I spoke at two events during ‘fundraising week’ in April 2016. And at each event, I was asked about how operational staff can get trustees more involved in what they're doing without crossing the lines of governance.
You may be asking 'where has this come from'? Well, mainly because the recent furore over fundraising practice in the sector has understandably caused many people's nerves to jitter. This, in combination with a new fundraising regulator and a clear line from the Charity Commission, which ultimately holds trustees responsible, has meant we have entered a sort of mini 'governance crisis'. And of course, if we don't get it right, that mini crisis will turn into a big crisis, with potentially disastrous consequences for charities and the people/users that rely on our services.
I suggest (and as such, prescribe) a number of potential steps to ‘appropriately’ get trustees involved in the detail without the risk of them line managing delivery staff:
1) Appoint board champions or leads: these are people who can be steeped in detail to then relay critical information to boards. The double benefit of this is that operational staff can ‘litmus test’ their ideas with a trustee. For best effect, it is sometimes useful to have two champions - one who is an expert in the area and can provide guidance, and one who hasn't the slightest clue what you're talking about and will provide the reaction of a cold contact. Imagine if trustees knew that during telephone fundraising, we asked people to give three times before we let them end the call – I’ll bet most trustees wouldn't react positively to that at all.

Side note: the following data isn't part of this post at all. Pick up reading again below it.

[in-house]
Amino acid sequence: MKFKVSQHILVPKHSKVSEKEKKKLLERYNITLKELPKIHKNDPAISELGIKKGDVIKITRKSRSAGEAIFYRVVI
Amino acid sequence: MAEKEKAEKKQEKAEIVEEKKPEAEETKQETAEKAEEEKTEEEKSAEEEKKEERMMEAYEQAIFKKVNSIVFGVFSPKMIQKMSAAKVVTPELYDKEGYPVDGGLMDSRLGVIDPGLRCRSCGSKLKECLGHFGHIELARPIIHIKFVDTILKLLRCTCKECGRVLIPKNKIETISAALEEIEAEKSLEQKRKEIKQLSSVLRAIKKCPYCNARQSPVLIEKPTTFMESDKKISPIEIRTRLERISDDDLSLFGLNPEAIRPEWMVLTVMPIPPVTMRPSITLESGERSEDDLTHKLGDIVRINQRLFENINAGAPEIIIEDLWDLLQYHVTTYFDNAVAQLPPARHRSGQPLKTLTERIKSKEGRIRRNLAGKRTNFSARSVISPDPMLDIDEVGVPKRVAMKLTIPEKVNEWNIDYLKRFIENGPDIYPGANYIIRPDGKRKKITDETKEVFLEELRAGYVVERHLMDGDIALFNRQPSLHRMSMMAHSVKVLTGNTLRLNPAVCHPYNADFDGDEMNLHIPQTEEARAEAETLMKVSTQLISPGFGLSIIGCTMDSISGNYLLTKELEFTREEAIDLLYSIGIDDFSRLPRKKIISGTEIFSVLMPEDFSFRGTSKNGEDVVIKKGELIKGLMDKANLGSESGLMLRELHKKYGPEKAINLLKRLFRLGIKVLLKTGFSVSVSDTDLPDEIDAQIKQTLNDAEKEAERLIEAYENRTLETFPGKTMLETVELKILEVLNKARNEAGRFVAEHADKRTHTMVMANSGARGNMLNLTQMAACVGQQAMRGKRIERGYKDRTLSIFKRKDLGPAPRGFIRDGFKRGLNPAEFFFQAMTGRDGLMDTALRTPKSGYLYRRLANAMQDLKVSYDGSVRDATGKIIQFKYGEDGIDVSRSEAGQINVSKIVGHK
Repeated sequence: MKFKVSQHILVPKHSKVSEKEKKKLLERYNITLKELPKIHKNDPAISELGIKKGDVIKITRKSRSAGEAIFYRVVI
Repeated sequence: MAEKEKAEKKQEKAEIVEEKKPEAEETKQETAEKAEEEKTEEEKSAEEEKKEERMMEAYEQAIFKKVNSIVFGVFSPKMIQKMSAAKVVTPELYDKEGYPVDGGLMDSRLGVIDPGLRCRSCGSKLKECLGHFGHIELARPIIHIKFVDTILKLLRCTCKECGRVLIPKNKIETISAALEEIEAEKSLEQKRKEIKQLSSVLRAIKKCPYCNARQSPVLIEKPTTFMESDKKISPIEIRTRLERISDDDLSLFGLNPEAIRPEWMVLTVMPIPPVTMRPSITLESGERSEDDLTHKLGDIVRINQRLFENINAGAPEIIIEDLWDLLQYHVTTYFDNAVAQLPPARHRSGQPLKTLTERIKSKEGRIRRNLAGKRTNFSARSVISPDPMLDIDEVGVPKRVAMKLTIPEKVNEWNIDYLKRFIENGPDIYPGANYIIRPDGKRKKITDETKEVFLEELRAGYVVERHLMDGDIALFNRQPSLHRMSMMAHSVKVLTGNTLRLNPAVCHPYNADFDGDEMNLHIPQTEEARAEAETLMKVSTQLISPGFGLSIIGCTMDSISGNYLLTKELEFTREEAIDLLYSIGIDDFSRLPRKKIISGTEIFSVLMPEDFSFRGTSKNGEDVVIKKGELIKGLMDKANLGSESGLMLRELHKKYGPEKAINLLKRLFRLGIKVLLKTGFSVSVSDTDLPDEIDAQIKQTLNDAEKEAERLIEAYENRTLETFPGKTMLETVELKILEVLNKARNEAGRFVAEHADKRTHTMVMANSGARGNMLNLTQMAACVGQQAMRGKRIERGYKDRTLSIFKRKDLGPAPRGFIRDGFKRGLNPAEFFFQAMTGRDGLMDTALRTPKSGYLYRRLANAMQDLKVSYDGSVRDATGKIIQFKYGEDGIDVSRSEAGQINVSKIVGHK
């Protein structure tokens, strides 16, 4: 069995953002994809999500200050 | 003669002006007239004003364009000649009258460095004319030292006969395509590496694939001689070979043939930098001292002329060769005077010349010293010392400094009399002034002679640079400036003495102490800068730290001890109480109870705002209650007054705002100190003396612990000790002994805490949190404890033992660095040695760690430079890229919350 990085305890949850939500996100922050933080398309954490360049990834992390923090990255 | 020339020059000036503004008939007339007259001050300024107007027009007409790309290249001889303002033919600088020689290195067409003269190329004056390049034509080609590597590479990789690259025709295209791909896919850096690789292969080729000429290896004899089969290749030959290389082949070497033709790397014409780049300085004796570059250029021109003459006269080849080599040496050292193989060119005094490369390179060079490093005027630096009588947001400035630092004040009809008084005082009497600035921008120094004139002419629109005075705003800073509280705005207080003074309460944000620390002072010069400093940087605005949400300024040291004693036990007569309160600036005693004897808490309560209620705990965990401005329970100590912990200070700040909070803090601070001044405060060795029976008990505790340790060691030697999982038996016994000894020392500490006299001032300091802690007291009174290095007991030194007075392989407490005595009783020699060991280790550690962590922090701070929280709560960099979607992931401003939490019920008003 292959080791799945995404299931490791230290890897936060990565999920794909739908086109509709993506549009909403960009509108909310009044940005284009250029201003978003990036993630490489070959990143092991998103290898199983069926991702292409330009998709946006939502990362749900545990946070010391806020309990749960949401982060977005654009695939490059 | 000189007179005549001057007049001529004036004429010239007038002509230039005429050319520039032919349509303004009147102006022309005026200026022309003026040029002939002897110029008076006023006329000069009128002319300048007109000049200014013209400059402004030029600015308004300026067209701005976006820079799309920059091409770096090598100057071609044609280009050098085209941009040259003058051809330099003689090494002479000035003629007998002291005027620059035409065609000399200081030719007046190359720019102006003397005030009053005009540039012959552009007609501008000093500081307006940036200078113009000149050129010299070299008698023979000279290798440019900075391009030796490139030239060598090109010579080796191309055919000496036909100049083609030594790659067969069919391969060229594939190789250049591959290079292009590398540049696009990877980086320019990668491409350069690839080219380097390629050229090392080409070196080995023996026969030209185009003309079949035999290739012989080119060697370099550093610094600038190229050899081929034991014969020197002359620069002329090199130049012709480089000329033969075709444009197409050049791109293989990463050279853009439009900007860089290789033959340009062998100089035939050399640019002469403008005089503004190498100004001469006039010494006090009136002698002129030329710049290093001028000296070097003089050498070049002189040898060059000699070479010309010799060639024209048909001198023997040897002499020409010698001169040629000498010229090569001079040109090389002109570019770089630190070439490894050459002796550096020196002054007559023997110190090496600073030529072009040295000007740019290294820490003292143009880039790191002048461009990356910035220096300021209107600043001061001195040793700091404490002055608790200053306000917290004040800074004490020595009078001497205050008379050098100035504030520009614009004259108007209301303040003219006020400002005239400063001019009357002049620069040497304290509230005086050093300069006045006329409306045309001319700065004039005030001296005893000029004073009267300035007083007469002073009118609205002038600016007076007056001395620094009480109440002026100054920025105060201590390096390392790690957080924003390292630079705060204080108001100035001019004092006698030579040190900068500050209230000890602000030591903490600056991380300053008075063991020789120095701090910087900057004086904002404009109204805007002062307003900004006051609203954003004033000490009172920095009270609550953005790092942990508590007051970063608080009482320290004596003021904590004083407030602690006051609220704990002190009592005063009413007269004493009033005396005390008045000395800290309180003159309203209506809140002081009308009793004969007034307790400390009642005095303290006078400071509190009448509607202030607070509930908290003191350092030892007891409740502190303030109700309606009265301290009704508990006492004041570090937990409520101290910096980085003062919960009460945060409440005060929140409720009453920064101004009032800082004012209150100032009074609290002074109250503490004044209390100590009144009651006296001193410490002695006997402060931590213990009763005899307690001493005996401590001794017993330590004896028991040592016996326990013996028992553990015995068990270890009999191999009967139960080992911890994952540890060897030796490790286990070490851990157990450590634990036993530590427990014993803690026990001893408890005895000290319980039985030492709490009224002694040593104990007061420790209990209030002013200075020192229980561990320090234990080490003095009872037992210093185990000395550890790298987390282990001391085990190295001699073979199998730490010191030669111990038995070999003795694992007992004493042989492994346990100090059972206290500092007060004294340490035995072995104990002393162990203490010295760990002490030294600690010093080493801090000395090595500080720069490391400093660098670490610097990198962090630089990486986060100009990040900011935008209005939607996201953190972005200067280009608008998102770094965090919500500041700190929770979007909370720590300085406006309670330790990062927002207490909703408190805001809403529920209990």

2) Agenda these issues as ‘sub-committee’ items: developing the point above, sub-committees are a fantastic means of giving space and scope for trustees to delve into details and, in turn, allow staff to seek guidance, expertise, skills and a broader perspective on these issues. If, for instance, you are embarking on a big rebrand, then a sub-committee is the perfect place to allow a small group of trustees to ‘govern’ and ‘oversee’ the project, without it taking a disproportionate amount of time from the main board.
3) Make sure fundraising is on the risk register: I suppose this goes for anything with a regulatory burden; risk registers need to be fit for purpose and they need to be regularly reviewed to reflect what is also happening in the wider sector. Fundraising (and here, I don't mean targets) is usually missing from risk registers. I think that is most assuredly asking for trouble.
4) Have board briefings: at Brook, we invite a different member of the staff team to run briefing sessions around critical areas. So far, I have heard from our youth participation lead, one of our services (which is excelling in digital provision) and a member of our digital team who has some big ideas. If we apply this to fundraising then spending 1 hour getting to grips with the changes in the sector suddenly doesn't seem like such a waste (or luxury).
5) Review the boards skills: it's best practice, I think, to ensure boards annually check what skills are missing given a rapidly and ever-changing context within which charities must operate, quite apart from the impact of trustees standing down at the end of their terms of office. ‘Fundraisers-turned-trustees’ are very hard to come by but it's becoming an increasingly vital skillset/voice for boards.
6) Become a trustee: if you are a fundraiser, you can powerfully influence this debate by becoming a trustee. You can be the champion that I refer to above and ultimately, protect and guide the sector (and your new colleagues) through what is set to be a turbulent few years.
There is a challenge here for boards too. Don't place the entire burden on your executive or staff to anticipate the information or perspectives that you need. If you want or need a briefing on something, then ask for it. Personally, I think those trustees who are self aware about their knowledge gaps have an absolute duty to fill that knowledge gap. And more often than not, other trustees will want that support too.
And, allow time for these activities noted above, as well as filling the knowledge gaps. You are, as I hope has been drummed into you by now, ultimately responsible for the organisation. In other words, the buck stops with you. Going forward, I really don't think two-hour meetings, four times a year are going to cut it. So if its all getting to be too much of a burden, best leave the field to others who can devote a bit more time.